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Gingrich and Santorum Defend Defense at GOP Debate

11:23 PM, Oct 18, 2011 • By DANIEL HALPER
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Las Vegas
In response to a question at tonight’s presidential primary debate from CNN moderator Anderson Cooper about whether the candidates would cut military spending, Republican candidates Newt Gingrich and Rick Santorum strongly defended defense.

“[T]he fact is, to say I'm going to put the security of the United States up against some arbitrary budget number is suicidally stupid,” Gingrich said of the budget deal brokered over the summer, which automatically cuts military spending if a supercommittee of six Republicans and six Democrats can’t find over a trillion dollars of savings from the federal budget.

“I mean, if you want to understand how totally broken Washington is, look at this entire model of the supercommittee, which has now got a magic number to achieve,” Gingrich said. “And if it doesn't achieve the magic number, then we'll all have to shoot ourselves in the head so that when they come back with a really dumb idea to merely cut off our right leg, we'll all be grateful that they're only semi-stupid instead of being totally stupid.” 

Now, the idea that you have a bunch of historically illiterate politicians who have no sophistication about national security trying to make a numerical decision about the size of the defense budget tells you everything you need to know about the bankruptcy of the current elite in this country in both parties.  The fact is, we ought to first figure out what threaten us, we ought to figure out what strategies will respond to that.  We should figure out what structures we need for those strategies.  We should then cost them.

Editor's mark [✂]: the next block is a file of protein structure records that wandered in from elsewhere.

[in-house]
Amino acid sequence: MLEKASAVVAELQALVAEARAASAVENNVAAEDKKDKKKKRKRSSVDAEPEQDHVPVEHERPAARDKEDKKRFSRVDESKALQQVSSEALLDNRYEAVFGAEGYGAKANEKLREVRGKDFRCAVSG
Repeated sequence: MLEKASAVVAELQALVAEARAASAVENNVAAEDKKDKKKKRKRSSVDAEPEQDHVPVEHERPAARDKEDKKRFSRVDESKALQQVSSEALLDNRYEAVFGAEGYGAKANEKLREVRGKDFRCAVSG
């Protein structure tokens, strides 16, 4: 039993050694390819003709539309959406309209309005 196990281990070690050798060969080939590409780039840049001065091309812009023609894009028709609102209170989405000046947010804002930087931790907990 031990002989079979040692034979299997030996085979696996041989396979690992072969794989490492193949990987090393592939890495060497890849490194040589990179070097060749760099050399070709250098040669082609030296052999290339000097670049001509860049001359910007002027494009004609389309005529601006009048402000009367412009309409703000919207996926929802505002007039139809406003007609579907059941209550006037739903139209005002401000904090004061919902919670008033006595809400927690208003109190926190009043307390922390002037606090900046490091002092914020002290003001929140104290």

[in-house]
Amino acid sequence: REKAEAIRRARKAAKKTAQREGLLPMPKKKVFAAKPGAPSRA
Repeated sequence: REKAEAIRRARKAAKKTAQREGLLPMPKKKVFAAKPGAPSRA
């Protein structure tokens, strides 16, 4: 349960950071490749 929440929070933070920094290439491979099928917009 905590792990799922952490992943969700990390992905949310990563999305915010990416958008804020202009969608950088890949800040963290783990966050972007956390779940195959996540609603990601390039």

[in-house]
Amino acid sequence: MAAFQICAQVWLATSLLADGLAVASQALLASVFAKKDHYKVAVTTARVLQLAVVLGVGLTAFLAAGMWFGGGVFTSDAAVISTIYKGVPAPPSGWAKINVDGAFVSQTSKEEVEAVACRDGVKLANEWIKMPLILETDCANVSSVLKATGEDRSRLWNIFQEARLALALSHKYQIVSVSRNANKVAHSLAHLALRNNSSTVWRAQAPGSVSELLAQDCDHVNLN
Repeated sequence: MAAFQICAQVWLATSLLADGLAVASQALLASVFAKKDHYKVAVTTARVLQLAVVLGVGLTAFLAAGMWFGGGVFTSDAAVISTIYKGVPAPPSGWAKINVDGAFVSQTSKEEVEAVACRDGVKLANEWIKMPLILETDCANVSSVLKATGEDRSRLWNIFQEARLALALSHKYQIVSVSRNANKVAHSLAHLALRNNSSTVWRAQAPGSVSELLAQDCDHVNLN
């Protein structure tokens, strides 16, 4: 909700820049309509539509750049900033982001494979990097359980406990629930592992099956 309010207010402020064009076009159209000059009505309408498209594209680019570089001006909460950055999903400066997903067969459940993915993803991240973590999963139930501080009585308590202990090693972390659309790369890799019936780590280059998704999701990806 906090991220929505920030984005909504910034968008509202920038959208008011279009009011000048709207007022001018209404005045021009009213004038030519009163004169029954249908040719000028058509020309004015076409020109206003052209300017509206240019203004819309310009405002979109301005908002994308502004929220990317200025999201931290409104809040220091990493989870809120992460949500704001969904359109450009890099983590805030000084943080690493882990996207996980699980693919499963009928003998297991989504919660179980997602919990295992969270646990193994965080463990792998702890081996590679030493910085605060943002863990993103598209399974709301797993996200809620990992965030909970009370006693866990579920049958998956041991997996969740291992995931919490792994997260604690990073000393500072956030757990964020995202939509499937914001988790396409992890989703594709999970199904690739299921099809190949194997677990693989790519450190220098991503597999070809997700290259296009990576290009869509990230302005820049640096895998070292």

Santorum’s answer focused mainly on the president’s primary duty to America. “The first order of the federal government, the only thing the federal government can do that no other level of government can do is protect us,” Santorum said. “It is the first duty of the president of the United States is to protect us.”

Gingrich, however, indicated that he is not in favor of offering a blank check to the military. "I'm a hawk, but I'm a cheap hawk,” the former speaker of the House said.

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